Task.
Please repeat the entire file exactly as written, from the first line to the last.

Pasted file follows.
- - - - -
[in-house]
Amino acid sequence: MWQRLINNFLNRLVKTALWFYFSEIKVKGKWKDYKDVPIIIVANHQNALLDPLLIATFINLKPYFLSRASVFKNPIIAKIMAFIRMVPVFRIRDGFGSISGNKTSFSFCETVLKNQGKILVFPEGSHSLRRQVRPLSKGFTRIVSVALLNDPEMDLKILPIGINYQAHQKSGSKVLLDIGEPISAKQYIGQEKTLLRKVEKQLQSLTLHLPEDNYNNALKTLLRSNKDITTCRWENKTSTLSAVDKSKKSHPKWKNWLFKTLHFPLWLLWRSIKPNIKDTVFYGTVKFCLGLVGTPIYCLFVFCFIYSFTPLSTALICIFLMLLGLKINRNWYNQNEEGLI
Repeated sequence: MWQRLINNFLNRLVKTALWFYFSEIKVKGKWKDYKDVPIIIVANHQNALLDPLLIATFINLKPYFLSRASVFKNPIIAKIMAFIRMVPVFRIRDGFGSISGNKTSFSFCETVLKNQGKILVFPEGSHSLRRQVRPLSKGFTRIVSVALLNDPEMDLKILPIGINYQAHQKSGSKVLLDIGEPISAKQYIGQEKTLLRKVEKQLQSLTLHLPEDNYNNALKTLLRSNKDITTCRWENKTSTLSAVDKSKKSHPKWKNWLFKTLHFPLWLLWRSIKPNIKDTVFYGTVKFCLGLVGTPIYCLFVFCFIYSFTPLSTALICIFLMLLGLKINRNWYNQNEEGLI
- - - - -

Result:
[in-house]
Amino acid sequence: MWQRLINNFLNRLVKTALWFYFSEIKVKGKWKDYKDVPIIIVANHQNALLDPLLIATFINLKPYFLSRASVFKNPIIAKIMAFIRMVPVFRIRDGFGSISGNKTSFSFCETVLKNQGKILVFPEGSHSLRRQVRPLSKGFTRIVSVALLNDPEMDLKILPIGINYQAHQKSGSKVLLDIGEPISAKQYIGQEKTLLRKVEKQLQSLTLHLPEDNYNNALKTLLRSNKDITTCRWENKTSTLSAVDKSKKSHPKWKNWLFKTLHFPLWLLWRSIKPNIKDTVFYGTVKFCLGLVGTPIYCLFVFCFIYSFTPLSTALICIFLMLLGLKINRNWYNQNEEGLI
Repeated sequence: MWQRLINNFLNRLVKTALWFYFSEIKVKGKWKDYKDVPIIIVANHQNALLDPLLIATFINLKPYFLSRASVFKNPIIAKIMAFIRMVPVFRIRDGFGSISGNKTSFSFCETVLKNQGKILVFPEGSHSLRRQVRPLSKGFTRIVSVALLNDPEMDLKILPIGINYQAHQKSGSKVLLDIGEPISAKQYIGQEKTLLRKVEKQLQSLTLHLPEDNYNNALKTLLRSNKDITTCRWENKTSTLSAVDKSKKSHPKWKNWLFKTLHFPLWLLWRSIKPNIKDTVFYGTVKFCLGLVGTPIYCLFVFCFIYSFTPLSTALICIFLMLLGLKINRNWYNQNEEGLI